|Stef Lhermitte image published in Washington Post 9-25-17|
Friday, October 6, 2017
Why we care about Antarctica’s Pine Island Glacier
Where are the pines on the Pine Island Glacier in West Antarctica? Of course, there aren’t any. The name comes from the US Navy ship Pine Island, which surveyed near this region during Operation High Jump in 1946.
What the Pine Island Glacier (PIG) does have is cracks in its seaward floating ice shelf. These cracks have become more frequently observed and have spawned large icebergs including one spotted in late September that amounts to one hundred square miles, dubbed B-44. Now, compared to the immense size of the Antarctic ice sheets, that's puny. Don’t think that’s the issue. Rather it’s the role these ice shelves play as a throttle to the discharge of ice from the continent, and therefore how they affect sea level.
What’s the news about this? First some background. The PIG drains a significant portion of the West Antarctic Ice Sheet. A Wikipedia page gives all the details, but the amount of ice staged to flow from the PIG drainage is enough to raise global sea level an average of over one meter (4 feet). I have blogged about this region previously [May 20, 2014], reporting research that showed there are good reasons to believe the PIG system is nearly unstable or in fact unstable. What does stable/unstable mean? Simply, it means that the rate of discharge of ice from the glacial drainage equals the rate of input of ice and snow to the drainage area. Unstable means there is more rapid input than discharging output, or in the case we worry about, more rapid discharge than the input. That would mean rapid flow of ice off West Antarctica that will raise sea level.
One of the several means that control the discharge rate is the size of the floating ice shelves in front of the glacier. They serve to buttress the glacier and regulate the speed of advance, hence its discharge rate. What’s in fact happening is the PIG ice shelf front is retreating. One of the several means that control the discharge rate is the size of the floating ice shelves in front of the glacier. They serve to buttress the glacier and regulate the speed of advance, hence its discharge rate. What’s in fact happening is the PIG ice shelf front is retreating. Stef Lhermitte, at Delft University of Technology in the Netherlands, who noticed the latest calving or break-off in satellite images told the Washington Post; “It’s the fifth large calving event since 2000. This one and 2015, they were much further inland than the previous ones. So there has been a retreat of the calving front, specifically between 2011 and 2015.” With the ice shelf retreating, we can expect an increase in discharge.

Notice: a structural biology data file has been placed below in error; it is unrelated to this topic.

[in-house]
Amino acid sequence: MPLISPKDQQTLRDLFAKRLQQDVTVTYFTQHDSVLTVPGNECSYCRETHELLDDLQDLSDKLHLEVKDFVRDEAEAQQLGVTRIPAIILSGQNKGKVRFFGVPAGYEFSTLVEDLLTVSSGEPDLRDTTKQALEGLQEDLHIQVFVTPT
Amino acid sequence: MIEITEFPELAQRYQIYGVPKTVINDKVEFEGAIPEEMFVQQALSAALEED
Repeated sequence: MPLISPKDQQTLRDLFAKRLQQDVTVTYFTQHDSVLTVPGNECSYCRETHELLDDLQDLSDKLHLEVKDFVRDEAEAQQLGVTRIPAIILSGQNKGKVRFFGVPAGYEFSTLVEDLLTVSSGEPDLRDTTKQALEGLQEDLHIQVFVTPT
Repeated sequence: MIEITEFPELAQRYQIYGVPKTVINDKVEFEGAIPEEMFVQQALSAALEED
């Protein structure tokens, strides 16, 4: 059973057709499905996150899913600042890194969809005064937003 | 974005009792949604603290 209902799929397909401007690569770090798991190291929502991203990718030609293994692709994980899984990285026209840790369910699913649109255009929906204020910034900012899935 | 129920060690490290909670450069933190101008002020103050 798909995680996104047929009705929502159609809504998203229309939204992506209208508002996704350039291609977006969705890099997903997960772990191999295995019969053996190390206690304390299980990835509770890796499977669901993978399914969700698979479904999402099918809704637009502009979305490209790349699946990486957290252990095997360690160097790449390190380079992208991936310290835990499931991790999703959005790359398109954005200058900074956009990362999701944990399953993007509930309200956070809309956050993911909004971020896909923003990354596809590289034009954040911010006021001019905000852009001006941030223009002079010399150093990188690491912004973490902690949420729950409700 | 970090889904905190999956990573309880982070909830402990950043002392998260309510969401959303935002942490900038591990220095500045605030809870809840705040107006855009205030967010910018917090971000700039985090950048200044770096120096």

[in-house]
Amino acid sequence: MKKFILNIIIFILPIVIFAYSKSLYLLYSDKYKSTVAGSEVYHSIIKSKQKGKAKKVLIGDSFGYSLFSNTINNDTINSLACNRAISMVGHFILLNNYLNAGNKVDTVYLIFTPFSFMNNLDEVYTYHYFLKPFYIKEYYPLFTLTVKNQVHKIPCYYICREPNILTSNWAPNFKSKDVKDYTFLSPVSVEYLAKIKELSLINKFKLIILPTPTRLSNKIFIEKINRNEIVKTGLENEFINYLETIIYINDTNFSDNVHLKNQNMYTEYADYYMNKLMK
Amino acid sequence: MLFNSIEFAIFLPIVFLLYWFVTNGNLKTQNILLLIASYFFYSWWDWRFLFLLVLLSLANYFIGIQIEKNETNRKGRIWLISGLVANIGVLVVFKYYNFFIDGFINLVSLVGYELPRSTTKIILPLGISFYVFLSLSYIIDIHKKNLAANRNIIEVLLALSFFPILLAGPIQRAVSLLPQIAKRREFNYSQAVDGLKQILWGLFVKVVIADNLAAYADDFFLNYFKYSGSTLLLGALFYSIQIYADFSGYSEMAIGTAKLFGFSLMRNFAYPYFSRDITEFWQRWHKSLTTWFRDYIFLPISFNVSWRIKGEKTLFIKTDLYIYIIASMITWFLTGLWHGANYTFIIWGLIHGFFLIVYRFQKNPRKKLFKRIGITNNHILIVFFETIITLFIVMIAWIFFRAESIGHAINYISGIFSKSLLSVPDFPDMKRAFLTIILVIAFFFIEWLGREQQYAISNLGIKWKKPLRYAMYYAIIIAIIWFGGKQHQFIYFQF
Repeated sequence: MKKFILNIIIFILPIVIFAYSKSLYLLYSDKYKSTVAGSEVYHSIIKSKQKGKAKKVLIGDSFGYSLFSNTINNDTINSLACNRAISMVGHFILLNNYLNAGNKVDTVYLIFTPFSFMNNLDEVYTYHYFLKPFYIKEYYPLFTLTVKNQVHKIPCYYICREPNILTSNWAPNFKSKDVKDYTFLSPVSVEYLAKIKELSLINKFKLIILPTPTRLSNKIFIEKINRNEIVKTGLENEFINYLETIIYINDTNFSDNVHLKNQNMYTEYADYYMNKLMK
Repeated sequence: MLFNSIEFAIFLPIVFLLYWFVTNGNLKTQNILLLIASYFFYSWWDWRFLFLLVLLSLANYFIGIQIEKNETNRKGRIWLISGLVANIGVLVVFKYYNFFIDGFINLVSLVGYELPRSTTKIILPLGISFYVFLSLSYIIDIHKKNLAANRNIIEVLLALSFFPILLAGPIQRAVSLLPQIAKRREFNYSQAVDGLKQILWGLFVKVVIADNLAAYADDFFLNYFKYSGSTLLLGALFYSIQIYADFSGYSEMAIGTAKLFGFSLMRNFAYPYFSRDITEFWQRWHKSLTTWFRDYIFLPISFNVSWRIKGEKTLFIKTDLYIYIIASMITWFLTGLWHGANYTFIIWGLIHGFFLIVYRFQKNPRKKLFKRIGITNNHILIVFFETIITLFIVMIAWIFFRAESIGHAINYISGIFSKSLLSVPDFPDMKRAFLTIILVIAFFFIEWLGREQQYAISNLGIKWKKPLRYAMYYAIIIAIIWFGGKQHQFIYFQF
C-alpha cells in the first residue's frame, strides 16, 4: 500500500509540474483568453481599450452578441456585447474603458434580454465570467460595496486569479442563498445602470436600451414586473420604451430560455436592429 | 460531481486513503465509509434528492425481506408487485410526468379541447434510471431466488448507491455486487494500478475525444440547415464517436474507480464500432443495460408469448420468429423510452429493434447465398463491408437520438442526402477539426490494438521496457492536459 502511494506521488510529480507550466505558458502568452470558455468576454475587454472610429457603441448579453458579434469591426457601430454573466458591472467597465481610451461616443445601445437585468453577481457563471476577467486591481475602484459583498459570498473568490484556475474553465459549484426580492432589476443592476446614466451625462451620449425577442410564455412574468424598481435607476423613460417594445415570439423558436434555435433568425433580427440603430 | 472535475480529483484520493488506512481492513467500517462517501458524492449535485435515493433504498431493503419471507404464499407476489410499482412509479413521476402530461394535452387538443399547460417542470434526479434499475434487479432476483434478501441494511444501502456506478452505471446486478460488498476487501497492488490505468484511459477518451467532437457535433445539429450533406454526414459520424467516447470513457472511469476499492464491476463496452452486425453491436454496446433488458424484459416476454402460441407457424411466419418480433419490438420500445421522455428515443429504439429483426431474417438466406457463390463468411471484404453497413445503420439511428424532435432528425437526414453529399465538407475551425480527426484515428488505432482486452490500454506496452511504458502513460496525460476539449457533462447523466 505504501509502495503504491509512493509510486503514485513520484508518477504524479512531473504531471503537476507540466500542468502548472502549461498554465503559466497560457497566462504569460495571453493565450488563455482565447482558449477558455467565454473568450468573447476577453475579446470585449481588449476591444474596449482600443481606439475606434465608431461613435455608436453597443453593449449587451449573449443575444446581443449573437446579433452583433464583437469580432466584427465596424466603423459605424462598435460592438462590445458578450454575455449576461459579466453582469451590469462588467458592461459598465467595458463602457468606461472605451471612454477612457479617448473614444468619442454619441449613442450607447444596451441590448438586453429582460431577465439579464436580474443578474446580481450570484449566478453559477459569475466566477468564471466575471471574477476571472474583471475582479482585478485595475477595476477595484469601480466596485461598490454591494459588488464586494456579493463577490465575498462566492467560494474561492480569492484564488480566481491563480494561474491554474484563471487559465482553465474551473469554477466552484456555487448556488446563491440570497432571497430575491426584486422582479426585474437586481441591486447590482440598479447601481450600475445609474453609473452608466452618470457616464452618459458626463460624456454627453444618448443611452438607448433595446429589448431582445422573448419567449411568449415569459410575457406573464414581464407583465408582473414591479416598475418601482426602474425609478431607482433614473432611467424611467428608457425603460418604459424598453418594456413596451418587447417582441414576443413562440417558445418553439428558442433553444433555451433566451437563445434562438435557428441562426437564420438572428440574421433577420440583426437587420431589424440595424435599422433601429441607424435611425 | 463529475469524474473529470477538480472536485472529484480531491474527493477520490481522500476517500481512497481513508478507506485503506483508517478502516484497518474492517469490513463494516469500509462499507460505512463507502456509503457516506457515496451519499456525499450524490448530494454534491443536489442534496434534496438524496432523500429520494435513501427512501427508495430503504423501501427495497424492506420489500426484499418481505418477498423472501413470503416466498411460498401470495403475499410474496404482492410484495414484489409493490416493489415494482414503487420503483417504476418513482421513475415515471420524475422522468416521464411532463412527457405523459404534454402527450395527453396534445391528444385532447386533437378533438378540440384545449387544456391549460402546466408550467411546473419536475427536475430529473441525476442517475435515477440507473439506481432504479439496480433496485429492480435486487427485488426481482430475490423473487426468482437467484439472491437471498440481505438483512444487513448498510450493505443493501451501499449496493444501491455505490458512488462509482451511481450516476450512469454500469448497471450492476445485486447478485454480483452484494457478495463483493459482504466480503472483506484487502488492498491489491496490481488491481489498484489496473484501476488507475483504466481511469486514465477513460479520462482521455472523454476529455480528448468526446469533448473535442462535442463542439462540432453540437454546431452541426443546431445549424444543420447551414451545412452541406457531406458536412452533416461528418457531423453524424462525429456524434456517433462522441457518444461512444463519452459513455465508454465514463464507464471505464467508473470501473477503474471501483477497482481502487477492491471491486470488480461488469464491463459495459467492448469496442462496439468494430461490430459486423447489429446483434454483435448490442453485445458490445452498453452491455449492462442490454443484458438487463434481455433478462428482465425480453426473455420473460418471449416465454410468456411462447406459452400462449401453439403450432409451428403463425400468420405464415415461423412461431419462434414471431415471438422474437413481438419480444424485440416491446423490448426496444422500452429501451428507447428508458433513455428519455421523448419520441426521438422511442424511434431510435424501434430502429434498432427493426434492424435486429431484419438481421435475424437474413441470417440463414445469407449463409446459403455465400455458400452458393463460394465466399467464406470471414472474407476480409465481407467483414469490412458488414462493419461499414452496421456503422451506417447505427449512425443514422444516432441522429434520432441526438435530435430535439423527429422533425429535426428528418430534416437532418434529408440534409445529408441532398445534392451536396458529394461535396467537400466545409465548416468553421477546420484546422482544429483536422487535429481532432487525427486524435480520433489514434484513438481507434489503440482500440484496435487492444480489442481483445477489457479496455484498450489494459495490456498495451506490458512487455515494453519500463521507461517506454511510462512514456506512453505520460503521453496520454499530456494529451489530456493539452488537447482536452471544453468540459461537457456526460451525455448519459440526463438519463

But what about the Larsen ice shelf in the Antarctic Peninsula? That’s been breaking off also, and apparently at a high rate with bigger bergs. We’ve been reading about this over the past decade, most recently in July 2017 when Larsen C broke apart. Both ice shelves buttress the glaciers and ice sheets behind them but the Larsen blocks a small ice sheet on the Peninsula while the PIG throttles a significant portion, like ten percent, of the immense West Antarctic Ice Sheet.
Back in 2014, when I alerted followers to reports of the unstable condition of the PIG, it was acknowledged as a “looks like it” moment. Now, only three years later, it seems more certain that the drainage system of the PIG is in collapse. That’s bad news—a potential outcome worse than the damage we’ve seen for storm surges due to the monster hurricanes this summer (2017). Sea level rise is a permanent problem of our times. I hope some clever coastal engineers are on the job, figuring out how to face this challenge for the twenty-first century. But before they begin to build dikes and sea walls, it will be important to put a finer point on what to expect; sea level rise will differ from place to place. The California Ocean Protection Council recently published a good model for how to approach the science of sea level rise for that state. The April 2017 report for California is available from a link on their website.